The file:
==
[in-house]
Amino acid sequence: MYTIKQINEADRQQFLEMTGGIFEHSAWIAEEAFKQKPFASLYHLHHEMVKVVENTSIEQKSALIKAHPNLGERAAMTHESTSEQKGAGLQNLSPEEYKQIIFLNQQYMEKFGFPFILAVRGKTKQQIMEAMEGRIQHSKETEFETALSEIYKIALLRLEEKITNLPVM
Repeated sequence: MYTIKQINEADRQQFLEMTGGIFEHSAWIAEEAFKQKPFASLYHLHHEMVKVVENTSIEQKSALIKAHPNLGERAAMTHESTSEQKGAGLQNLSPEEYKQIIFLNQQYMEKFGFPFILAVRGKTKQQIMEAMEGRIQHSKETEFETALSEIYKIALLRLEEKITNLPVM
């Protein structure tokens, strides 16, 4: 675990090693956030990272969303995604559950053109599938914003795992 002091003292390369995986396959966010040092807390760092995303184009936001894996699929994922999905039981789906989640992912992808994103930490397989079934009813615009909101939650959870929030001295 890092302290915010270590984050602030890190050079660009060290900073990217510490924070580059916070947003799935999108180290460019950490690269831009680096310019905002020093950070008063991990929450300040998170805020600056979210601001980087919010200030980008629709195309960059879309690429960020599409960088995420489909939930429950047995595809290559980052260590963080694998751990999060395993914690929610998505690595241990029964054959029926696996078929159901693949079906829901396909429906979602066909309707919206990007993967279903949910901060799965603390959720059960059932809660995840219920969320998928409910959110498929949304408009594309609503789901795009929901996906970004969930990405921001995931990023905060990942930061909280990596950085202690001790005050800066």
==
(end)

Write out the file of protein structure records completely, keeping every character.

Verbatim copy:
[in-house]
Amino acid sequence: MYTIKQINEADRQQFLEMTGGIFEHSAWIAEEAFKQKPFASLYHLHHEMVKVVENTSIEQKSALIKAHPNLGERAAMTHESTSEQKGAGLQNLSPEEYKQIIFLNQQYMEKFGFPFILAVRGKTKQQIMEAMEGRIQHSKETEFETALSEIYKIALLRLEEKITNLPVM
Repeated sequence: MYTIKQINEADRQQFLEMTGGIFEHSAWIAEEAFKQKPFASLYHLHHEMVKVVENTSIEQKSALIKAHPNLGERAAMTHESTSEQKGAGLQNLSPEEYKQIIFLNQQYMEKFGFPFILAVRGKTKQQIMEAMEGRIQHSKETEFETALSEIYKIALLRLEEKITNLPVM
């Protein structure tokens, strides 16, 4: 675990090693956030990272969303995604559950053109599938914003795992 002091003292390369995986396959966010040092807390760092995303184009936001894996699929994922999905039981789906989640992912992808994103930490397989079934009813615009909101939650959870929030001295 890092302290915010270590984050602030890190050079660009060290900073990217510490924070580059916070947003799935999108180290460019950490690269831009680096310019905002020093950070008063991990929450300040998170805020600056979210601001980087919010200030980008629709195309960059879309690429960020599409960088995420489909939930429950047995595809290559980052260590963080694998751990999060395993914690929610998505690595241990029964054959029926696996078929159901693949079906829901396909429906979602066909309707919206990007993967279903949910901060799965603390959720059960059932809660995840219920969320998928409910959110498929949304408009594309609503789901795009929901996906970004969930990405921001995931990023905060990942930061909280990596950085202690001790005050800066």